Indigenous women hold important places as leaders in their families and communities, as givers and caretakers of life, as peacemakers, peacekeepers, and protectors. By creating the conditions for Indigenous women to succeed, we are also supporting their families and communities, which will help improve their economic well-being and strengthen Canada’s economy.
The Honourable Maryam Monsef, minister of status of women, today announced more than $4.3 million in funding for projects that advance Indigenous women’s economic security and prosperity across Canada, including projects taking place in Saskatchewan.
Minister Monsef was joined by representatives from the Aboriginal Friendship Centres of Saskatchewan and the Prince Albert Métis Women Association Inc., which are receiving funding under this call for proposals. The Aboriginal Friendship Centres of Saskatchewan has been awarded $304,950 for a project that aims to develop an Indigenous Women’s Economic Framework with local business and economic partners through engagement with Indigenous women and local stakeholders. The Prince Albert Métis Women Association Inc. is receiving $255,844 for a project to identify and respond to barriers affecting the economic security of vulnerable women in Central and Northern Saskatchewan using research, best practices and capacity building.
Fourteen projects from coast to coast to coast will receive funding through the call for proposals Addressing the Economic Security and Prosperity of Indigenous Women which was launched last fall. Other projects related to this call for proposals will be announced in the coming months.
“When we invest in women, we strengthen our economy and our communities for everyone. By funding organizations that address the very real barriers that Indigenous women face, we are ensuring that all women have an equal and fair chance at success. It’s not just the right thing to do, but the smart thing to do. Indigenous women have the talent, leadership and ingenuity to inspire positive change and that is why the Government of Canada is proud to support projects like these,” Maryam Monsef, Minister of Status of Women, said.
Quick Facts About Indigenous Women
- As many Indigenous women are raising families while going to school, better access to child care and subsidized housing would help support them and their families.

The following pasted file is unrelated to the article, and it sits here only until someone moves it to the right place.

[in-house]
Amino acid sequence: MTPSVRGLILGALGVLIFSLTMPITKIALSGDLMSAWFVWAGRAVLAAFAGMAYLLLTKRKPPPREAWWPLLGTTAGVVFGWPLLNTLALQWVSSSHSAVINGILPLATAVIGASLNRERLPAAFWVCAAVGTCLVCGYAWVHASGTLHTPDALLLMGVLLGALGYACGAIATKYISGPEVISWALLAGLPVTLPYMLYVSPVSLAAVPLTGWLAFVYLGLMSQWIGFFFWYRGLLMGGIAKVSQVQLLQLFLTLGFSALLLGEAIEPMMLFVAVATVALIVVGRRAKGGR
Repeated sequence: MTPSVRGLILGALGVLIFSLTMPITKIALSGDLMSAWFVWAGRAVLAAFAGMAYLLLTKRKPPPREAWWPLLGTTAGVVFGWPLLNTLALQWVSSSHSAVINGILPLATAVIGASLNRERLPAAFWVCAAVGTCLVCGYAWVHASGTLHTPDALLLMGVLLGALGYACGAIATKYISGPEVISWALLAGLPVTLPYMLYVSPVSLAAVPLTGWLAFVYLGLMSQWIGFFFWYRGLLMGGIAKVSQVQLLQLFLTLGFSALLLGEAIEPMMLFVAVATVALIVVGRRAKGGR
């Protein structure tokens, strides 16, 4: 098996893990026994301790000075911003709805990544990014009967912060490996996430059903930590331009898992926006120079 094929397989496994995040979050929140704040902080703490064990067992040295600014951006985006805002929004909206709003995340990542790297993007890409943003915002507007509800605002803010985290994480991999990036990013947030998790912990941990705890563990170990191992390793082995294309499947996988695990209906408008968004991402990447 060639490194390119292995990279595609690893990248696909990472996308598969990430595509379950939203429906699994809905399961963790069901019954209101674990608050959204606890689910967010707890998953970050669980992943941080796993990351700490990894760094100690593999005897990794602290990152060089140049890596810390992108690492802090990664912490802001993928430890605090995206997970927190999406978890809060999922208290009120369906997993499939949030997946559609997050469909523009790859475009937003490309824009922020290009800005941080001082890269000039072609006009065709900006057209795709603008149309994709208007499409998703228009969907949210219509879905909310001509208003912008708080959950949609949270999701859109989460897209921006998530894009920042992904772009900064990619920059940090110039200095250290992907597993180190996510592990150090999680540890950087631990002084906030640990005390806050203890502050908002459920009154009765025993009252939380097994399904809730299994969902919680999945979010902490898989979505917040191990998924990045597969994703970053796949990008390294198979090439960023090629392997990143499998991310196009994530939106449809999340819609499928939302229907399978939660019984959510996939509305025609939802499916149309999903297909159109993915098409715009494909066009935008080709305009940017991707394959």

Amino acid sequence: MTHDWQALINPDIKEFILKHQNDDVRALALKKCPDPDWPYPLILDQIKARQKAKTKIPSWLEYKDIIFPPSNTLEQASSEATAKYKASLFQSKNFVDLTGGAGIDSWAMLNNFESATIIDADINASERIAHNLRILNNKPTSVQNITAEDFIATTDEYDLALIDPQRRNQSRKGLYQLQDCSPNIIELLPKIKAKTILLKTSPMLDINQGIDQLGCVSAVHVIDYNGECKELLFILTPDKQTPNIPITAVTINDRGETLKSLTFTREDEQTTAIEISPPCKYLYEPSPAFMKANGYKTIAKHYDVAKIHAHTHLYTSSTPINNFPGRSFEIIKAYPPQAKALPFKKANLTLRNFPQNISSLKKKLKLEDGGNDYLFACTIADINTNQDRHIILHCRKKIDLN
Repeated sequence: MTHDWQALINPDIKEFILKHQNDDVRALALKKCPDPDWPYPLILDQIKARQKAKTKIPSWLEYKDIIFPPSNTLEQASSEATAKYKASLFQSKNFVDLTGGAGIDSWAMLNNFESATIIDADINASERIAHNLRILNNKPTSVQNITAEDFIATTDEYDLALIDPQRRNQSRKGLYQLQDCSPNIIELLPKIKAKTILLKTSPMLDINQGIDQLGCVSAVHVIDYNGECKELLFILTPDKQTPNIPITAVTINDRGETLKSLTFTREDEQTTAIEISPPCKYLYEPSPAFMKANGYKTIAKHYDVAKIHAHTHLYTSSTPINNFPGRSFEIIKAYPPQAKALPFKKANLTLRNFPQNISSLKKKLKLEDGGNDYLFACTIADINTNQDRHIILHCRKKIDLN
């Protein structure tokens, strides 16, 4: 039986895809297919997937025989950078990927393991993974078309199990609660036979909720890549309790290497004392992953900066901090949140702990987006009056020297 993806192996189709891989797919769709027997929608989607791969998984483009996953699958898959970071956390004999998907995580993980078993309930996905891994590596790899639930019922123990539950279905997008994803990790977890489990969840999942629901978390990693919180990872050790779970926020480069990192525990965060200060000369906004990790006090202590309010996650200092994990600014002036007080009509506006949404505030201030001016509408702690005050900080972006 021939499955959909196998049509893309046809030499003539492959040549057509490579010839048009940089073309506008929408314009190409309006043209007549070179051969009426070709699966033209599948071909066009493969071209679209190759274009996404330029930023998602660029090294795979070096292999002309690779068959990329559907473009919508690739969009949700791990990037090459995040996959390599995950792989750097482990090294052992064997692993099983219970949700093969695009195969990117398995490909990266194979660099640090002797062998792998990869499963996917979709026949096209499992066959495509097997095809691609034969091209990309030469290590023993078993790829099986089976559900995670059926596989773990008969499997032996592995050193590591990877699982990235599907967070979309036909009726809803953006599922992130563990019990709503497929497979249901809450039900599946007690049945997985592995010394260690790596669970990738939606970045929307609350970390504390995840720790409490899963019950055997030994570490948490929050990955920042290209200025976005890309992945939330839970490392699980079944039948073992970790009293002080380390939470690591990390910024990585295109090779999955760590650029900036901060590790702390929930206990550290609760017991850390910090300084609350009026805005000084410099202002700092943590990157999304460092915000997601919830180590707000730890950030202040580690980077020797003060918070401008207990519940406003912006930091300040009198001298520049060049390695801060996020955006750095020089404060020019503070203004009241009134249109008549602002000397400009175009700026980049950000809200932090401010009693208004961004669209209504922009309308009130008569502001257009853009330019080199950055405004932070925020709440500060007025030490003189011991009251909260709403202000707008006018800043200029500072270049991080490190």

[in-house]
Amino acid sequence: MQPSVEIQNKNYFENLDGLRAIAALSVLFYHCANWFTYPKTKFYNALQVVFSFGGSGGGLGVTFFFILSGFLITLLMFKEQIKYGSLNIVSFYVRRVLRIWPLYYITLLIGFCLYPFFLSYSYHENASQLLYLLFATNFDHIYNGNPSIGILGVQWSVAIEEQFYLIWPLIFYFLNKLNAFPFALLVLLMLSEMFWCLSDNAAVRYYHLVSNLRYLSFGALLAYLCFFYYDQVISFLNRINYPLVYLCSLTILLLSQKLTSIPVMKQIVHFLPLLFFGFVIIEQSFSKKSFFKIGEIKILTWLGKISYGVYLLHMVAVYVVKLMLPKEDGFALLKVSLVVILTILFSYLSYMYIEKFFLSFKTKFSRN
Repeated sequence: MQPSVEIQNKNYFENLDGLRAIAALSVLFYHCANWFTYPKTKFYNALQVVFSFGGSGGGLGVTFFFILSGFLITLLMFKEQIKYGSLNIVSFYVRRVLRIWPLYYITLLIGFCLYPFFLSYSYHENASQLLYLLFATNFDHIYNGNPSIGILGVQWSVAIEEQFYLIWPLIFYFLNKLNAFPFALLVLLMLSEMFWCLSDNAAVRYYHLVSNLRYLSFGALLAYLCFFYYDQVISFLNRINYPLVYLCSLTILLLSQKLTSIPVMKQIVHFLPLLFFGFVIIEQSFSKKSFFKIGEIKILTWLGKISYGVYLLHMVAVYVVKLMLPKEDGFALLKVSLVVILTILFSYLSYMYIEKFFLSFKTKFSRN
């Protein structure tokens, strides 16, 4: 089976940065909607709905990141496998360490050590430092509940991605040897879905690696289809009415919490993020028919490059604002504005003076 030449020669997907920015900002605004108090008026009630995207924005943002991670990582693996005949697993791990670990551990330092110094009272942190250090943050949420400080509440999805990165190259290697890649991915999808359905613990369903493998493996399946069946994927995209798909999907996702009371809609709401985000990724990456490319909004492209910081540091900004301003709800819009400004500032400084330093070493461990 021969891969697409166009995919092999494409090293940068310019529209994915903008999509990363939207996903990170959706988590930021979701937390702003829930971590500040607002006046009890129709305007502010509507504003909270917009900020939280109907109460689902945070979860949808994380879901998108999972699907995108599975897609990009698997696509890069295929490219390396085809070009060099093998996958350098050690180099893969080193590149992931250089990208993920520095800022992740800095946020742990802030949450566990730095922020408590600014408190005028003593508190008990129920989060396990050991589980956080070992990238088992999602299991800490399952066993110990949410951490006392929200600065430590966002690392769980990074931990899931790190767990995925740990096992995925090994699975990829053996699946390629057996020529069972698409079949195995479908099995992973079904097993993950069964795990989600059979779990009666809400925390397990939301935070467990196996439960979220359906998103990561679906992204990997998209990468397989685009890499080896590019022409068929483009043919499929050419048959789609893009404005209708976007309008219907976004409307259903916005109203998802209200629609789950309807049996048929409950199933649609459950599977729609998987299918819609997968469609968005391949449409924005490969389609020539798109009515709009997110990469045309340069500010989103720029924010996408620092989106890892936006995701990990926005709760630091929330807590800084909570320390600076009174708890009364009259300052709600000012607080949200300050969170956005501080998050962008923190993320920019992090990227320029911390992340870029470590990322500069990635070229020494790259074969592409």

- RBC Economics estimates that adding more women to the workforce could boost the level of Canada’s GDP by as much as 4 percent.
- McKinsey Global Institute estimates that by taking steps to advance equality for all women—such as employing more women in technology and boosting women’s participation in the workforce—Canada could add $150 billion to its economy by 2026.
- The Indigenous population is growing at four times the rate of non-Indigenous Canadians and represents an enormous pool of talent. As part of this cohort, Indigenous women play a vital role in our economy and have outstanding potential for growth.
- The 2016 Census indicated that there were 860,265 Indigenous women and girls in Canada. These women were more likely than Indigenous men to have a university degree. They were also the majority owners of more than one-quarter of all Indigenous SMEs in Canada according to the 2014 Survey on Financing and Growth of Small and Medium Enterprises.
- Projects are being funded through the call for proposals, Addressing the Economic Security and Prosperity of Indigenous Women, which was announced in October 2017.
- Economic security and prosperity is composed of basic social security, defined by access to basic needs such as health, education and housing on a long-term basis.
- The Women’s Program at Status of Women Canada supports eligible organizations to carry out projects to advance equality by addressing systemic barriers.
- The Government of Canada is committed to advancing reconciliation with Inuit, First Nations, and the Métis Nation. The focus is on building a renewed relationship with Indigenous Peoples, one based on the recognition of rights, respect, cooperation, and partnership.